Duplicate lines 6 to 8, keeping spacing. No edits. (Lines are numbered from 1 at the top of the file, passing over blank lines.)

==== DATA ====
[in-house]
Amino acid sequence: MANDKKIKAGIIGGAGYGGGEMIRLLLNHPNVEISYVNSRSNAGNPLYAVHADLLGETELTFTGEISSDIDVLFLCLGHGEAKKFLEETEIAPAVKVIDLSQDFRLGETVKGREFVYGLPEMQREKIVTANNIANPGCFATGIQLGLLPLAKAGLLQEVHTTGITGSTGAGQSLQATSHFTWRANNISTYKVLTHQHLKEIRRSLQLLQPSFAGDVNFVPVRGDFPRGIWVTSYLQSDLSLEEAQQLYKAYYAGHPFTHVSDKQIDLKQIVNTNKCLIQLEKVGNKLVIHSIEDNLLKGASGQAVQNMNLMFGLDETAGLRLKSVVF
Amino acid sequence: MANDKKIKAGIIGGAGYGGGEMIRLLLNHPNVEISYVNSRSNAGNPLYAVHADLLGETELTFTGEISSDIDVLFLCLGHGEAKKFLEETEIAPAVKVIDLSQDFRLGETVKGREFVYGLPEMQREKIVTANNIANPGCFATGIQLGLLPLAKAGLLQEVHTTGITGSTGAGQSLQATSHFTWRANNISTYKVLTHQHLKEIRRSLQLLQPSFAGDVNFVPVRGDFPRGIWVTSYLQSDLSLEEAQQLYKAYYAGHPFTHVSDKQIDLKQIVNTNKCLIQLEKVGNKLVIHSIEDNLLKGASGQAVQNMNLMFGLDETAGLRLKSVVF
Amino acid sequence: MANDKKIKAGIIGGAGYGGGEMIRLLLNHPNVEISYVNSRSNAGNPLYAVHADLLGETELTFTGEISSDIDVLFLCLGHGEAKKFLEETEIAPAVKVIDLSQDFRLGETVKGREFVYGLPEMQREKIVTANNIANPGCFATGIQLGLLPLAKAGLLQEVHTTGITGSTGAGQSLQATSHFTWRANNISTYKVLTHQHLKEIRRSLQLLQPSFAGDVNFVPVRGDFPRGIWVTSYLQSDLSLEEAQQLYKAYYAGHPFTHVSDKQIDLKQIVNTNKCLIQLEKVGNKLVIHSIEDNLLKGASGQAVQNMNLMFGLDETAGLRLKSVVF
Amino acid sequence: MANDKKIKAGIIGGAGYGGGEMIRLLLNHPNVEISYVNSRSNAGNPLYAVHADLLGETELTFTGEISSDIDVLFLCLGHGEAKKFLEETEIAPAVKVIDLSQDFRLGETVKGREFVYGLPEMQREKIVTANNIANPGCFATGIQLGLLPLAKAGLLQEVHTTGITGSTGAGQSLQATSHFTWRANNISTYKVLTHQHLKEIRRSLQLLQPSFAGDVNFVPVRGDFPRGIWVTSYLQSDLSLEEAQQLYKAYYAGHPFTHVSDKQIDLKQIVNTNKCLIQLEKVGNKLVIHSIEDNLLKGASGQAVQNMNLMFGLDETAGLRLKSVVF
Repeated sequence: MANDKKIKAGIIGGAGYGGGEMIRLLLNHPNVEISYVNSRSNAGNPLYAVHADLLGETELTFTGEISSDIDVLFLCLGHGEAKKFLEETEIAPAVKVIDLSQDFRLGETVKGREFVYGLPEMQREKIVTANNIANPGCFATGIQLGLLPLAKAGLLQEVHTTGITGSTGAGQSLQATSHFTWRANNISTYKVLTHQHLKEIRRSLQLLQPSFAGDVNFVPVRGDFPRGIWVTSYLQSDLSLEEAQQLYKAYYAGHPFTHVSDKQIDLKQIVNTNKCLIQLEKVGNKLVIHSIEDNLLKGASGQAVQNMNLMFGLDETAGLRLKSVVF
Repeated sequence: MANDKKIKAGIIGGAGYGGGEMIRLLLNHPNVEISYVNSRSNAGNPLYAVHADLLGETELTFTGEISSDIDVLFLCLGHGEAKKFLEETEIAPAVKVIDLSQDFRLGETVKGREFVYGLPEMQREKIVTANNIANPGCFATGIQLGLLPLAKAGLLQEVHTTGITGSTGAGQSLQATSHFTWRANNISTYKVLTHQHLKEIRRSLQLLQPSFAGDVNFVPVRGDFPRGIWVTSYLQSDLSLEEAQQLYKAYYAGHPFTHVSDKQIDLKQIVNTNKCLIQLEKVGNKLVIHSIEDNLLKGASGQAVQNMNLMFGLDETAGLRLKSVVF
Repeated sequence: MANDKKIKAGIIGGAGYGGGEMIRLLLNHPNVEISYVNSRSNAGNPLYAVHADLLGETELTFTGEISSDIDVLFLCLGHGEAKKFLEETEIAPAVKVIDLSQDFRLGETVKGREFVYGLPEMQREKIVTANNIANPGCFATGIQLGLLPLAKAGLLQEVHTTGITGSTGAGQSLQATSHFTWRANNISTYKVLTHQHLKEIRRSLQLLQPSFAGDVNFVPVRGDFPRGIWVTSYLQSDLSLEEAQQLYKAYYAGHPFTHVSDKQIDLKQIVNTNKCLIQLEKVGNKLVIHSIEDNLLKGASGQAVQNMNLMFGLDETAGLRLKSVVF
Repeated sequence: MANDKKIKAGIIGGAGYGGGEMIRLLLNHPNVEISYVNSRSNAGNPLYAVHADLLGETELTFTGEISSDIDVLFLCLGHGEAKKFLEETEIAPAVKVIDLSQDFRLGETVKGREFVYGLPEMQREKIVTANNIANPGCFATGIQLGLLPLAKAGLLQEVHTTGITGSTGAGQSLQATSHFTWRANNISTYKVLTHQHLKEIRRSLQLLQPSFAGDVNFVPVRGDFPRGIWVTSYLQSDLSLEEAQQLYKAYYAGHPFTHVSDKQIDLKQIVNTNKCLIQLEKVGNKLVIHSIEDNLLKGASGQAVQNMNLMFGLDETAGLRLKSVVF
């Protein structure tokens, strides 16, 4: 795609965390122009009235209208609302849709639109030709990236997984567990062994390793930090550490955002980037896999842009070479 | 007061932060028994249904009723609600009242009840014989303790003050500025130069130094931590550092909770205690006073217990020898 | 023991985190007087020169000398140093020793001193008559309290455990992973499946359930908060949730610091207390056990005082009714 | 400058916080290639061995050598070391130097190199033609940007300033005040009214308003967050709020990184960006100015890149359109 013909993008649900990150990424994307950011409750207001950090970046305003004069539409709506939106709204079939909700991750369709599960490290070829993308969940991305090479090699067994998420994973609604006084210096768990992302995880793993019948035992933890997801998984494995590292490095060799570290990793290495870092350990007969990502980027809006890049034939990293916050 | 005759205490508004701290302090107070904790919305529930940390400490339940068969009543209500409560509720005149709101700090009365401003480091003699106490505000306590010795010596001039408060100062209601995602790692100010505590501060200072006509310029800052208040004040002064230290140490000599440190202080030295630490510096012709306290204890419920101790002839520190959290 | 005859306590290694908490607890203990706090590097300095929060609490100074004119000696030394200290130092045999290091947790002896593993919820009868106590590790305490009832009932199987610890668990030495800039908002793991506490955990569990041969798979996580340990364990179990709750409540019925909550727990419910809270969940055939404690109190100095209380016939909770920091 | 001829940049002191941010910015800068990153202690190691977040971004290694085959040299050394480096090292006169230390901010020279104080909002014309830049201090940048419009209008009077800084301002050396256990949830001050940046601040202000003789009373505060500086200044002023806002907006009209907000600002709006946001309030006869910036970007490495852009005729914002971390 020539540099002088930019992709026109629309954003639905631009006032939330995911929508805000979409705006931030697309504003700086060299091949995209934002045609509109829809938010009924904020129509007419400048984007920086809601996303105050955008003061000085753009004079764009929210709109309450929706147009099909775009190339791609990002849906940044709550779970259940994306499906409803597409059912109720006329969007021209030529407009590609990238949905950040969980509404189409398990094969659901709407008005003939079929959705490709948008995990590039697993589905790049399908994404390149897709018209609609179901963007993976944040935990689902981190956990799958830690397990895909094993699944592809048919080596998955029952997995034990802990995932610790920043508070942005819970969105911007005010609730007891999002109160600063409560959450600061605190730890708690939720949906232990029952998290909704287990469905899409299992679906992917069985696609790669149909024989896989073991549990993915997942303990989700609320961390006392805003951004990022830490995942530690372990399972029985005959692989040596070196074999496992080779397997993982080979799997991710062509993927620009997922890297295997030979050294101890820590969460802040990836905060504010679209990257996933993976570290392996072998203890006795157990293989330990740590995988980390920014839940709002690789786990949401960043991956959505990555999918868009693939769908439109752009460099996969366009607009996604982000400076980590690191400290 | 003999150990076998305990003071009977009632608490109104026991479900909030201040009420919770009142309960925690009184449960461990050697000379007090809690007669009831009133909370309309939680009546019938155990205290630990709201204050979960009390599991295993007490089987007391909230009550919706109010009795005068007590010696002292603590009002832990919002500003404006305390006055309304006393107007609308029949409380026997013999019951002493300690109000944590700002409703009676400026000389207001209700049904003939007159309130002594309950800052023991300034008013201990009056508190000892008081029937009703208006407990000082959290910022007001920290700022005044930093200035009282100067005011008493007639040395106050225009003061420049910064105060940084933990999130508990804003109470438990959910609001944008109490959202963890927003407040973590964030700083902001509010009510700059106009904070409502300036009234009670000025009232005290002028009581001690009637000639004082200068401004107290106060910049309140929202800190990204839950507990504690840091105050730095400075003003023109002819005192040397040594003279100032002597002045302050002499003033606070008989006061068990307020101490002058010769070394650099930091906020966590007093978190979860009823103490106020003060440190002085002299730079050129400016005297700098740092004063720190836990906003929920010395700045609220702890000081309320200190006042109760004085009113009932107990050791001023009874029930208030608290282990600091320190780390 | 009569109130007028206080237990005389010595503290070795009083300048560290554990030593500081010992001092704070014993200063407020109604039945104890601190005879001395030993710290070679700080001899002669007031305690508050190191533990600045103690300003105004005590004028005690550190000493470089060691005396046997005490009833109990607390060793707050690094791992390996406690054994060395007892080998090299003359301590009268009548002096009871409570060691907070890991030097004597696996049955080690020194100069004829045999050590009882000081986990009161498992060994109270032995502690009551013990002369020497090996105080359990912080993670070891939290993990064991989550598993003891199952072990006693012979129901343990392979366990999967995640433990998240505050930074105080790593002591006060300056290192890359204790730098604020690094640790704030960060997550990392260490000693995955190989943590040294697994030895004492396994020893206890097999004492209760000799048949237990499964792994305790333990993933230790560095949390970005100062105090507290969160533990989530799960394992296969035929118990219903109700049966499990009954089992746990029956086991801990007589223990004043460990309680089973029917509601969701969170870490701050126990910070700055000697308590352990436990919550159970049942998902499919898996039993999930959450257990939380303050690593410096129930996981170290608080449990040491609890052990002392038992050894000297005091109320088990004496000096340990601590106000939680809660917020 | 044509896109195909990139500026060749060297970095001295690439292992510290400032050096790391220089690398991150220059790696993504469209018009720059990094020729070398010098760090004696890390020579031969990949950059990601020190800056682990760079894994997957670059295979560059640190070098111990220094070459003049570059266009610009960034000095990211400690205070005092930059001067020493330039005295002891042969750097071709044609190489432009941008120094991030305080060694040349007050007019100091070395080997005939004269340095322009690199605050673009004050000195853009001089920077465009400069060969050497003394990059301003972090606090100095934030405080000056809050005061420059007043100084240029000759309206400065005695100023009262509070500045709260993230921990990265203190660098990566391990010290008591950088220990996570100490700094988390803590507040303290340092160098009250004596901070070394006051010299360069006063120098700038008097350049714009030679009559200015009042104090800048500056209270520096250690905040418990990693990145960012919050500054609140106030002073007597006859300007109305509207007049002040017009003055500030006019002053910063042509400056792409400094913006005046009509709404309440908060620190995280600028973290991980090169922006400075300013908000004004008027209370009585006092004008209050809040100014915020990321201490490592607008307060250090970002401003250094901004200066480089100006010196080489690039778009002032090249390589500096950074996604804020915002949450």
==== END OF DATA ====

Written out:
Repeated sequence: MANDKKIKAGIIGGAGYGGGEMIRLLLNHPNVEISYVNSRSNAGNPLYAVHADLLGETELTFTGEISSDIDVLFLCLGHGEAKKFLEETEIAPAVKVIDLSQDFRLGETVKGREFVYGLPEMQREKIVTANNIANPGCFATGIQLGLLPLAKAGLLQEVHTTGITGSTGAGQSLQATSHFTWRANNISTYKVLTHQHLKEIRRSLQLLQPSFAGDVNFVPVRGDFPRGIWVTSYLQSDLSLEEAQQLYKAYYAGHPFTHVSDKQIDLKQIVNTNKCLIQLEKVGNKLVIHSIEDNLLKGASGQAVQNMNLMFGLDETAGLRLKSVVF
Repeated sequence: MANDKKIKAGIIGGAGYGGGEMIRLLLNHPNVEISYVNSRSNAGNPLYAVHADLLGETELTFTGEISSDIDVLFLCLGHGEAKKFLEETEIAPAVKVIDLSQDFRLGETVKGREFVYGLPEMQREKIVTANNIANPGCFATGIQLGLLPLAKAGLLQEVHTTGITGSTGAGQSLQATSHFTWRANNISTYKVLTHQHLKEIRRSLQLLQPSFAGDVNFVPVRGDFPRGIWVTSYLQSDLSLEEAQQLYKAYYAGHPFTHVSDKQIDLKQIVNTNKCLIQLEKVGNKLVIHSIEDNLLKGASGQAVQNMNLMFGLDETAGLRLKSVVF
Repeated sequence: MANDKKIKAGIIGGAGYGGGEMIRLLLNHPNVEISYVNSRSNAGNPLYAVHADLLGETELTFTGEISSDIDVLFLCLGHGEAKKFLEETEIAPAVKVIDLSQDFRLGETVKGREFVYGLPEMQREKIVTANNIANPGCFATGIQLGLLPLAKAGLLQEVHTTGITGSTGAGQSLQATSHFTWRANNISTYKVLTHQHLKEIRRSLQLLQPSFAGDVNFVPVRGDFPRGIWVTSYLQSDLSLEEAQQLYKAYYAGHPFTHVSDKQIDLKQIVNTNKCLIQLEKVGNKLVIHSIEDNLLKGASGQAVQNMNLMFGLDETAGLRLKSVVF